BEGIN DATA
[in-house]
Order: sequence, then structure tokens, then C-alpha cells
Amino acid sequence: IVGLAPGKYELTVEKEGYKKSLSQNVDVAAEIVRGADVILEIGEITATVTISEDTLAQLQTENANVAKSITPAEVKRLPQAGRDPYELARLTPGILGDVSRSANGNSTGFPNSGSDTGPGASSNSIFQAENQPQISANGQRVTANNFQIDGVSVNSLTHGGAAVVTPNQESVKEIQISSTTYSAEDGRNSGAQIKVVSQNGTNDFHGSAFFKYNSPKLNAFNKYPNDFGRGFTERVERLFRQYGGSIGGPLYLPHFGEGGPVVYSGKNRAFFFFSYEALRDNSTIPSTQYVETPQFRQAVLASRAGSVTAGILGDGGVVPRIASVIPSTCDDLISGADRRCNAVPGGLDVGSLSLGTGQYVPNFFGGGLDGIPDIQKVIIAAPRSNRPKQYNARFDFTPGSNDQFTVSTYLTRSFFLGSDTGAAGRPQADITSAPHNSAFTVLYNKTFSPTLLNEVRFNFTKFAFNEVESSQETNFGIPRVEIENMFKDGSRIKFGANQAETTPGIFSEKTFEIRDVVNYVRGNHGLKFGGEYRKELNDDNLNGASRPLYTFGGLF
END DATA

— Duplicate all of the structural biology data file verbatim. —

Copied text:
[in-house]
Order: sequence, then structure tokens, then C-alpha cells
Amino acid sequence: IVGLAPGKYELTVEKEGYKKSLSQNVDVAAEIVRGADVILEIGEITATVTISEDTLAQLQTENANVAKSITPAEVKRLPQAGRDPYELARLTPGILGDVSRSANGNSTGFPNSGSDTGPGASSNSIFQAENQPQISANGQRVTANNFQIDGVSVNSLTHGGAAVVTPNQESVKEIQISSTTYSAEDGRNSGAQIKVVSQNGTNDFHGSAFFKYNSPKLNAFNKYPNDFGRGFTERVERLFRQYGGSIGGPLYLPHFGEGGPVVYSGKNRAFFFFSYEALRDNSTIPSTQYVETPQFRQAVLASRAGSVTAGILGDGGVVPRIASVIPSTCDDLISGADRRCNAVPGGLDVGSLSLGTGQYVPNFFGGGLDGIPDIQKVIIAAPRSNRPKQYNARFDFTPGSNDQFTVSTYLTRSFFLGSDTGAAGRPQADITSAPHNSAFTVLYNKTFSPTLLNEVRFNFTKFAFNEVESSQETNFGIPRVEIENMFKDGSRIKFGANQAETTPGIFSEKTFEIRDVVNYVRGNHGLKFGGEYRKELNDDNLNGASRPLYTFGGLF